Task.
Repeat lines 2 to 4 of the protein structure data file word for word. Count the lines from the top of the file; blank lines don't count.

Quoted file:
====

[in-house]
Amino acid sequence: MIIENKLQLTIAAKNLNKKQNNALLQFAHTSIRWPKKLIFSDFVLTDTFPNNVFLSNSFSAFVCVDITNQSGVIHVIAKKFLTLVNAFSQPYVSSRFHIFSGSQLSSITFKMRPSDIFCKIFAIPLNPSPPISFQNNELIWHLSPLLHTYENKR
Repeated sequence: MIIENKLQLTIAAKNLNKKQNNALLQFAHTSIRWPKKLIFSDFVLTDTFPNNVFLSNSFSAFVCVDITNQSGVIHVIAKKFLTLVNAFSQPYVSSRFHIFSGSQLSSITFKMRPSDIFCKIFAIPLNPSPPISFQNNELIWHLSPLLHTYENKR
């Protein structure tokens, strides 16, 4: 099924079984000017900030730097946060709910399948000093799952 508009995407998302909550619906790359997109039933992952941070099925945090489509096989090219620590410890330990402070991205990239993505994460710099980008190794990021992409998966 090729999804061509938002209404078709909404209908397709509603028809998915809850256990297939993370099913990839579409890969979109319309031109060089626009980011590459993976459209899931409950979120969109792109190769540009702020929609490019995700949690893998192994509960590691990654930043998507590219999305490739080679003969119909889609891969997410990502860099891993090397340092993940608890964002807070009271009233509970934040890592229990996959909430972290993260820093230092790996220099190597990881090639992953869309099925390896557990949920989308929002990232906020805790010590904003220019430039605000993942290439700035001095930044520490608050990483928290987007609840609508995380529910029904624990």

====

Amino acid sequence: MIIENKLQLTIAAKNLNKKQNNALLQFAHTSIRWPKKLIFSDFVLTDTFPNNVFLSNSFSAFVCVDITNQSGVIHVIAKKFLTLVNAFSQPYVSSRFHIFSGSQLSSITFKMRPSDIFCKIFAIPLNPSPPISFQNNELIWHLSPLLHTYENKR
Repeated sequence: MIIENKLQLTIAAKNLNKKQNNALLQFAHTSIRWPKKLIFSDFVLTDTFPNNVFLSNSFSAFVCVDITNQSGVIHVIAKKFLTLVNAFSQPYVSSRFHIFSGSQLSSITFKMRPSDIFCKIFAIPLNPSPPISFQNNELIWHLSPLLHTYENKR
């Protein structure tokens, strides 16, 4: 099924079984000017900030730097946060709910399948000093799952 508009995407998302909550619906790359997109039933992952941070099925945090489509096989090219620590410890330990402070991205990239993505994460710099980008190794990021992409998966 090729999804061509938002209404078709909404209908397709509603028809998915809850256990297939993370099913990839579409890969979109319309031109060089626009980011590459993976459209899931409950979120969109792109190769540009702020929609490019995700949690893998192994509960590691990654930043998507590219999305490739080679003969119909889609891969997410990502860099891993090397340092993940608890964002807070009271009233509970934040890592229990996959909430972290993260820093230092790996220099190597990881090639992953869309099925390896557990949920989308929002990232906020805790010590904003220019430039605000993942290439700035001095930044520490608050990483928290987007609840609508995380529910029904624990």